I had to wash the tree skirt the other day.  It’s just too tempting for Charlie and Ruger, I’m afraid.  The wrapped presents are in front of the fireplace – off the floor.  I’m not rewrapping any presents this year.  That’s just gross.  Who wants a dog-pee soaked present anyway?  I’m so paranoid though, I live in fear that someone can see the presents from outside and is going to break into the house to get them.  Like putting them under the tree would make a difference. 

Speaking of Charlie Brown, I think he’s looking pretty bad.  I have to wonder if we’re doing the right thing, pumping him up with steroids, and anti-rejection drugs, and antibiotics.  His eyes are looking kind of droopy and red.  Steve said he noticed pus in them the other day, so we’ve been using his antibiotic ointment in them again too.  The problem is he’s so darn happy all the time – well, when he’s awake that is.  Which isn’t really much, only about 3 hours in the evening.  He mostly just wakes up to eat and go outside, and then he wants to be held at night.  He smells so bad too.  I’m sure it’s the infection under the skin, he just reeks.  But we just love him to death.  I don’t want to put him to sleep, but he’s not going to get any better.  I’m so torn about what to do with/for him.  I know in my heart we’ve given him a great home for the past 15 months, not bad for a dog that was only supposed to live 6 weeks when we got him.  If he still enjoys life I don’t want to end it, but I can’t imagine he feels good.  I hate making decisions like this.  Maybe after the first of the year I’ll take him to the vet yet again and see what he thinks.

I didn’t mean to end on such a gloomy note, but break is over and I have to get back to work.  There’s still 7 consults and 5 H&Ps before I even begin on the op reports from yesterday.  


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A long and winding post

You know, I’ve written this damn thing about 10 times and keep deleting things.  To heck with it.  Maybe it won’t be so long and winding. 

The floor is done and looks great.  The dogs are all doing fine.  Summer is over too fast.  The RS broadcast wasn’t anything outstanding, but the cheesecake was.  I enjoyed getting out of the house for a while and actually have an opportunity to talk to someone.  Thanks R!  

I’m considering the counselor thing, but wonder if it would be worth the money.  I probably won’t do it.  I’m thinking of quitting the MK business.  I’m just so freaking sick of the whole thing.  I applied for a new MT job at a hospital this time, I hope I hear something soon. 

That’s it.  Finis.

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You know someone is really a friend when you haven’t talked to them for, oh, months at least and you call them to borrow their sons to move a freaking piano for pete’s sake and they show up within in an hour.  They moved not only the piano, but all the rest of the living room furniture except the entertainment center (are they even called that anymore?) withoout even a second thought.  I’m not a very good friend, I think.  I don’t even have excuse except that maybe the psychologist was right, I’m too socially isolated.  I’ll have to get out more.  Maybe bake a cake and take it to them to say thanks.  I love my friends.  Even if I never talk to them.  I really do.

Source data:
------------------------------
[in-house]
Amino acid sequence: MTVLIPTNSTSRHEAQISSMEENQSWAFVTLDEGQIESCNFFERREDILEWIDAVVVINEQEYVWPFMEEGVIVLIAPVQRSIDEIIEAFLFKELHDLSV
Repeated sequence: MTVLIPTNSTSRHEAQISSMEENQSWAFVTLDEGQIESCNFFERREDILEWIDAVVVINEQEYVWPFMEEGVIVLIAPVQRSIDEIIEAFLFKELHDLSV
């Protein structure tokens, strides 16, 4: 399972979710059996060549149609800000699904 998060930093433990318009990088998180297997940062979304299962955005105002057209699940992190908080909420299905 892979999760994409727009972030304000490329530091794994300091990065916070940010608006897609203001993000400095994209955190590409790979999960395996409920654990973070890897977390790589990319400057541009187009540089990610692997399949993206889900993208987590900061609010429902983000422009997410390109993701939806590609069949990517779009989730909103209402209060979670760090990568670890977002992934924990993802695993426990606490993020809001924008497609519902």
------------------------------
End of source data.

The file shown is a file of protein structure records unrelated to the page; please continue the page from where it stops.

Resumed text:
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Weekend from hell

Buttercup is doing much better.  Steve took her to the vet yesterday and she got some prednisone and appears to be much better.  He thinks it’s probably a soft tissue injury and not her spine.  Thank goodness.  I feel so much better and thankful to all my friends on Lovedachs and Dodgerslist for their prayers and suggestions. 

I don’t think lowering my prednisone is going to work, and that’s what the weekend from hell is all about, but I’m not going to whine about it anymore.  I’m just going to have to deal with it. 

Our bishop was released yesterday.  I’m actually quite sad about that.  He was absolutely the best bishop I’ve ever had and I’m going to miss his counsel. There’s no doubt in m y mind he was inspired to do some of the things that he did in our ward and I think the whole ward is going to feel his loss immensely.  The new bishop was his old first counselor (of course) Dave Jensen.  Dave is cool, smar, funny, but I’m just having a hard time picturing him as bishop right now.  I’m sure he’ll probably come along just fine, and I’m not exactly witholding judgment, I’ll just have to wait and see how it goes.  I suppose it’s too much to expect that he’ll redo the primary presidency and I’ll get to do something else (besides primary president, I mean).  Actually the new first and second counselors have just moved into the ward, so we have more children in primary than ever, I think. I guess that’s one way to get people with kids to stay in the ward, put them in the bishopric! LOL.  I don’t know either one of them at all, so, I guess I feel like I’m in a new ward! 

Maybe now though Lori and Kelly will have some time and we can get together with them.  I know Steve really likes Kelly and they had a great time the night he cooked some rabbit and Steve and the Missionaries went to his house for dinner.  (Ick, I declined THAT invitation, but Steve says it was wonderful)  Elder Haloia from Tonga was here and he had this thing about eating wild game (hmm… wonder why?)  Anyway, Steve had come home from Lincoln with some fresh rabbit that somebody shot and Elder Haloia was so excited.  I wouldn’t cook the stuff, so the bishop offered and they had a boys night in. 

Well, in retrospect, the weekend may not have exactly been from hell, but it was a close second.  I’m glad things turned out as good as they did.